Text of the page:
The coalition includes Access Fund, American Alpine Club, American Whitewater, Back Country Horsemen of America, Back Country Horsemen of Blue Ridge, Back Country Horsemen of North Carolina, Back Country Horsemen of Pisgah, Back Country Horsemen of Western North Carolina, Black Dome Mountain Sports, Blue Ridge Outdoors Magazine, Carolina Adventure Guides, Carolina Climbers Coalition, Franklin Bird Club, Friends of Big Ivy, Ground Up Publishing, Highlands-Cashiers Land Trust, Highlands Plateau Audubon Society, Hiwassee River Watershed Coalition, International Mountain Biking Association (IMBA), MountainTrue, Nantahala Area Southern Off-Road Biking Association (SORBA), Nantahala Hiking Club, North Carolina Horse Council, Northwest North Carolina Mountain Bike Alliance, Outdoor 76, Outdoor Alliance, Pisgah Area SORBA, Pisgah Mountain Bike Adventures, Southern Appalachian Plant Society, Southern Appalachian Wilderness Stewards (SAWS), Stay and Play in the Smokies, The Wilderness Society, Trout Unlimited – Unaka Chapter, and Wild South.

The idea driving the coalition is simple: Western North Carolina’s national forests are the region’s greatest public asset, and should be protected for their inherent beauty, biodiversity, and their many values. Recognizing that Nantahala-Pisgah National Forest is in the top three most visited national forests in the United States, the proposal acknowledges the economic importance of these forests for recreation and tourism, and recommends management of these assets in a responsible manner that is both environmentally and economically sound. The management and designations proposed by the coalition extend stronger protections to more than 365,000 of the national forest’s nearly 1.1 million acres including two new National Recreation Areas and more than 109,000 acres of recommended wilderness.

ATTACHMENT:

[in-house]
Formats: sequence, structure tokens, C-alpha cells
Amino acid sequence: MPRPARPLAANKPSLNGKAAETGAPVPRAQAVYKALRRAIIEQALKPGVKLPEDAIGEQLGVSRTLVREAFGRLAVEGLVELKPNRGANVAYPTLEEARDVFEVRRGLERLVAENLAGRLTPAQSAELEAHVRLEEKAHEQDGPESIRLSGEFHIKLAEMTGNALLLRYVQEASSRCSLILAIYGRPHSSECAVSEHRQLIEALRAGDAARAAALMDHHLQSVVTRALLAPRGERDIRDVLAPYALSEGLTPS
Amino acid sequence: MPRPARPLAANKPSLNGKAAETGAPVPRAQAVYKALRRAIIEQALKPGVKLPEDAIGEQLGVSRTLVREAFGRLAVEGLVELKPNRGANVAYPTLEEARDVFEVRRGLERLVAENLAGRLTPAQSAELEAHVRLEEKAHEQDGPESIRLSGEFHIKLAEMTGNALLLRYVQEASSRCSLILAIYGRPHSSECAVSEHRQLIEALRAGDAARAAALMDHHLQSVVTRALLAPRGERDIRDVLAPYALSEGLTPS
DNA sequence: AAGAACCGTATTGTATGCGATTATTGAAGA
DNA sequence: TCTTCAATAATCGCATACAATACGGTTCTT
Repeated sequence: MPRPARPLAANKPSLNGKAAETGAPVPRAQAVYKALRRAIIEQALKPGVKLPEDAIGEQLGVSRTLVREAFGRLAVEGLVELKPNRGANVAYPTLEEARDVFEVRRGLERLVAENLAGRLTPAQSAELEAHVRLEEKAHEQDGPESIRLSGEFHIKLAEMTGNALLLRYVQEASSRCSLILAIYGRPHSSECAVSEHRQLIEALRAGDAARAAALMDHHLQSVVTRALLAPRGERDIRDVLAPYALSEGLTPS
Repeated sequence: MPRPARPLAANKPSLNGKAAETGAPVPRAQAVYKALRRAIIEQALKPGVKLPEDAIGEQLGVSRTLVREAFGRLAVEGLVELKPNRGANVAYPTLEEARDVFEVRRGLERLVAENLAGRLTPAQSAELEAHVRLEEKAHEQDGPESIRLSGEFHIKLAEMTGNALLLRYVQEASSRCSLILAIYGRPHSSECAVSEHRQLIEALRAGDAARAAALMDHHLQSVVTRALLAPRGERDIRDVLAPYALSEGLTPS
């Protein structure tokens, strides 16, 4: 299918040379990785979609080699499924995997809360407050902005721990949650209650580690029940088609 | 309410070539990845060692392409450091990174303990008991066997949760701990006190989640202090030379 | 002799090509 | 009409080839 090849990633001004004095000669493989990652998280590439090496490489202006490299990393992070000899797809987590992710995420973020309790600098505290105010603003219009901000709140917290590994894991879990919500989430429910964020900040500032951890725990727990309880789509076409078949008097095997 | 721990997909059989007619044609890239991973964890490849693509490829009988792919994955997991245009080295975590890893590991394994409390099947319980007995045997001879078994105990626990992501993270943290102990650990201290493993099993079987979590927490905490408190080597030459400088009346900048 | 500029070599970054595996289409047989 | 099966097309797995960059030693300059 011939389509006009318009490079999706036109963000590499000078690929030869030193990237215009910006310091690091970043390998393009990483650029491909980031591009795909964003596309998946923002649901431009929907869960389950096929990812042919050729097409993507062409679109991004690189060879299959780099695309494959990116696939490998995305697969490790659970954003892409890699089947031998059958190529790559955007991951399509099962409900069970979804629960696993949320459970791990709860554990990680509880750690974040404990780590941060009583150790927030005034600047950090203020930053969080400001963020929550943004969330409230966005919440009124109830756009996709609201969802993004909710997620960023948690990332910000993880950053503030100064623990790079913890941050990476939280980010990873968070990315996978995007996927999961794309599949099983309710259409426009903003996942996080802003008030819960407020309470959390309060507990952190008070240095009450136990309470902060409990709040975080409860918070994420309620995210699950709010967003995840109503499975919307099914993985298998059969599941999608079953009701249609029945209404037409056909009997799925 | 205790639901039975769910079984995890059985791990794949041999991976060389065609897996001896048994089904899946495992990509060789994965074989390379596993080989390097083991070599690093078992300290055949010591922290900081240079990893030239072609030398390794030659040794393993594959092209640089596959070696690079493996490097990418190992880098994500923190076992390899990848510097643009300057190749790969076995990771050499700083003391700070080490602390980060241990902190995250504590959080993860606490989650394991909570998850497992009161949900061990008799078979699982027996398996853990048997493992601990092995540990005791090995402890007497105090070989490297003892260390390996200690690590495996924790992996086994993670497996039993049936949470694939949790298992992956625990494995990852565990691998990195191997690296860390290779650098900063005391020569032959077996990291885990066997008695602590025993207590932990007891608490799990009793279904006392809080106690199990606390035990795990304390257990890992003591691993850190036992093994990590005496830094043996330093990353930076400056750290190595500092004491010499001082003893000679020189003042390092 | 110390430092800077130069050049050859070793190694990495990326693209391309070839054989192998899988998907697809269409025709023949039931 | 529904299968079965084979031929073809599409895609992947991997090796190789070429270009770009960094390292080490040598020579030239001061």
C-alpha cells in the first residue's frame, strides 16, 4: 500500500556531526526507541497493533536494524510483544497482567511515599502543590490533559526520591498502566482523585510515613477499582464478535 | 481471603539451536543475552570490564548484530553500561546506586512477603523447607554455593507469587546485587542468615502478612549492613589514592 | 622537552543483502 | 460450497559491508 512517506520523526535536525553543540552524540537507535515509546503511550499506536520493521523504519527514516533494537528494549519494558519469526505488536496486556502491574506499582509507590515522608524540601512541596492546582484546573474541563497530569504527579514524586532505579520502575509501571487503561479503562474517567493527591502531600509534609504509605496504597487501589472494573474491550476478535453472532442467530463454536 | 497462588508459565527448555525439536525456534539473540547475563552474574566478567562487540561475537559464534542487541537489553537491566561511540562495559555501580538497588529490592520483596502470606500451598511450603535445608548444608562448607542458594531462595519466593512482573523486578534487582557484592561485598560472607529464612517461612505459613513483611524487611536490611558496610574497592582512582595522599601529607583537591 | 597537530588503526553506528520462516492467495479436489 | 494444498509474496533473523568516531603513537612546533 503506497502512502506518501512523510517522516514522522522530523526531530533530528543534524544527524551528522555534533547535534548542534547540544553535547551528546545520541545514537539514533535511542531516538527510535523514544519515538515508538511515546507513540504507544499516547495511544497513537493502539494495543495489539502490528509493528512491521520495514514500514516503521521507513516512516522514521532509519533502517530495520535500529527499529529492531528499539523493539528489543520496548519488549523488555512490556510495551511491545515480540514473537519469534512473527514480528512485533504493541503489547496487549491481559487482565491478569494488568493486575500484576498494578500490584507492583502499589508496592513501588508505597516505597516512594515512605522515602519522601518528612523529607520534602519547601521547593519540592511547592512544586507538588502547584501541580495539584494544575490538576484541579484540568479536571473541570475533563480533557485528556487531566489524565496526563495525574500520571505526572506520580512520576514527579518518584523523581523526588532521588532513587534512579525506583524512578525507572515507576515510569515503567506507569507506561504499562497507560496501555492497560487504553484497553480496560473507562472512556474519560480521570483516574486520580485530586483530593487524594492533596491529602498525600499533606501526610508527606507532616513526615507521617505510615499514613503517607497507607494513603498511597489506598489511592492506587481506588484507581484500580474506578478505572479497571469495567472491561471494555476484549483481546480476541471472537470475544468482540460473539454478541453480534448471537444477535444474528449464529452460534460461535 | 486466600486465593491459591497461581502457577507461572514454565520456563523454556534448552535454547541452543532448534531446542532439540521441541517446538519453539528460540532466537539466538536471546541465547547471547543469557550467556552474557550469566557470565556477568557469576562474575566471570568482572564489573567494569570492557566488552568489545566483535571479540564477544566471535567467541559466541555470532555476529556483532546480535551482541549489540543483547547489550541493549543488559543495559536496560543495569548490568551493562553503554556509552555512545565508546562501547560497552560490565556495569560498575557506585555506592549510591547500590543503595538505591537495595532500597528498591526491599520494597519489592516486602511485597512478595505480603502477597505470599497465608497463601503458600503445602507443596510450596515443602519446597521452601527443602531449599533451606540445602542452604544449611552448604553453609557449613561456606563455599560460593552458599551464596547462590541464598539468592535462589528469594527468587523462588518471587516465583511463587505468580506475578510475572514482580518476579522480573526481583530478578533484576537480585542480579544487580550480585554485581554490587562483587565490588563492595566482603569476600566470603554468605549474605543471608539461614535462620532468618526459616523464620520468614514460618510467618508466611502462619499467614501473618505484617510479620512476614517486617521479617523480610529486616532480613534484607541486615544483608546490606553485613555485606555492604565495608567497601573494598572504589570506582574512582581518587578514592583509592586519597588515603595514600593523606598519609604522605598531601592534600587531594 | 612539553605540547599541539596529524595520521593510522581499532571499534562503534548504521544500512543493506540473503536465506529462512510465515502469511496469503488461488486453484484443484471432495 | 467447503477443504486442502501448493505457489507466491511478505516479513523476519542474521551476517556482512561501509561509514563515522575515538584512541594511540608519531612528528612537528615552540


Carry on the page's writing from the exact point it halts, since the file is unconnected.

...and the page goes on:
Key recommendations within the proposal:

  • Two new National Recreation Areas for Western North Carolina: a 115,573-acre Pisgah National Recreation Area and a 57,400-acre Grandfather National Recreation Area that will protect these areas from resource extraction and ensure that their unique natural beauty and ecological diversity are maintained for future generations, while recreation use such as hiking, mountain biking, horseback riding, hunting, fishing, kayaking, and climbing is planned and managed for as a long-term priority. National Recreation Areas will formalize recreation access in key points of our forests, and would allow for the establishment of sustainable infrastructure to prevent damage to the areas while preserving recreational opportunities.
  • Wilderness protection for 109,961 acres in the Nantahala-Pisgah National Forests.  Hunting, fishing, horseback riding, and hiking are among the many activities that would be welcomed in these areas. While the Forest Service can recommend wilderness, it would have to be approved by Congressional legislation and signed into law by the president.

Those who support the recommendations put forth in the MOU can help by providing public comments to the Forest Service that both endorses a plan that provides more public access and recreation, and protects more of our backcountry and wild places.

Comments can be submitted via email at NCPlanRevision@fs.fed.us or via mail at United States Forest Service Supervisor’s Office, 160 Zillicoa St, Suite A, Asheville, NC 28801.

For more information, contact:

Brent Martin, The Wilderness Society – Southern Appalachian Regional Director
(828) 587-9453 • brent_martin@tws.org

Josh Kelly, MountainTrue – Public Lands Field Biologist
828.258.8737 x 210 • josh@mountaintrue.org


Read Full Text of the MOU

Download PDF

Western North Carolina is blessed with more than 1.5 million acres of public land, including Nantahala-Pisgah National Forest, Great Smoky Mountains National Park, the Blue Ridge Parkway and several state-owned parks, forests and natural areas. These public lands support the headwaters of our rivers, beautiful mountain vistas, one of the most diverse temperate forests on the planet, and a thriving economy in tourism, crafts and recreation.